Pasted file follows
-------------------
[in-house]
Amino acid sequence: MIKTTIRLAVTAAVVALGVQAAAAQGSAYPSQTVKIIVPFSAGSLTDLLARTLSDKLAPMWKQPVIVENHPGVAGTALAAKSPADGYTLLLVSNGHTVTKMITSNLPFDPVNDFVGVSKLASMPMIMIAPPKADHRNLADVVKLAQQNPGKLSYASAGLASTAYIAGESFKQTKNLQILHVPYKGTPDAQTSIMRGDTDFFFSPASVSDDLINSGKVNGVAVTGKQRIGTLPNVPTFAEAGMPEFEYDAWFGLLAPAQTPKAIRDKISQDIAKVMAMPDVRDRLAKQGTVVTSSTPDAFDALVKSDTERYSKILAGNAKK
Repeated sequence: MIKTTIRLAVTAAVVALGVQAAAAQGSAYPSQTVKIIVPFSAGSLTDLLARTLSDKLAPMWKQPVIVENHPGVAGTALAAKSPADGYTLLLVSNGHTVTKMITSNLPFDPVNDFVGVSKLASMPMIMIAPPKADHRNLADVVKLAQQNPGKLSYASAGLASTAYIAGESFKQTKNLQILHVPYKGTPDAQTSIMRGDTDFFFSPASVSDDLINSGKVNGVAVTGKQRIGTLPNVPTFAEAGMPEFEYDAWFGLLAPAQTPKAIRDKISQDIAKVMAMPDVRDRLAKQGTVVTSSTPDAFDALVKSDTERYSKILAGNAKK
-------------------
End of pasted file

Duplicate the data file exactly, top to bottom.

[in-house]
Amino acid sequence: MIKTTIRLAVTAAVVALGVQAAAAQGSAYPSQTVKIIVPFSAGSLTDLLARTLSDKLAPMWKQPVIVENHPGVAGTALAAKSPADGYTLLLVSNGHTVTKMITSNLPFDPVNDFVGVSKLASMPMIMIAPPKADHRNLADVVKLAQQNPGKLSYASAGLASTAYIAGESFKQTKNLQILHVPYKGTPDAQTSIMRGDTDFFFSPASVSDDLINSGKVNGVAVTGKQRIGTLPNVPTFAEAGMPEFEYDAWFGLLAPAQTPKAIRDKISQDIAKVMAMPDVRDRLAKQGTVVTSSTPDAFDALVKSDTERYSKILAGNAKK
Repeated sequence: MIKTTIRLAVTAAVVALGVQAAAAQGSAYPSQTVKIIVPFSAGSLTDLLARTLSDKLAPMWKQPVIVENHPGVAGTALAAKSPADGYTLLLVSNGHTVTKMITSNLPFDPVNDFVGVSKLASMPMIMIAPPKADHRNLADVVKLAQQNPGKLSYASAGLASTAYIAGESFKQTKNLQILHVPYKGTPDAQTSIMRGDTDFFFSPASVSDDLINSGKVNGVAVTGKQRIGTLPNVPTFAEAGMPEFEYDAWFGLLAPAQTPKAIRDKISQDIAKVMAMPDVRDRLAKQGTVVTSSTPDAFDALVKSDTERYSKILAGNAKK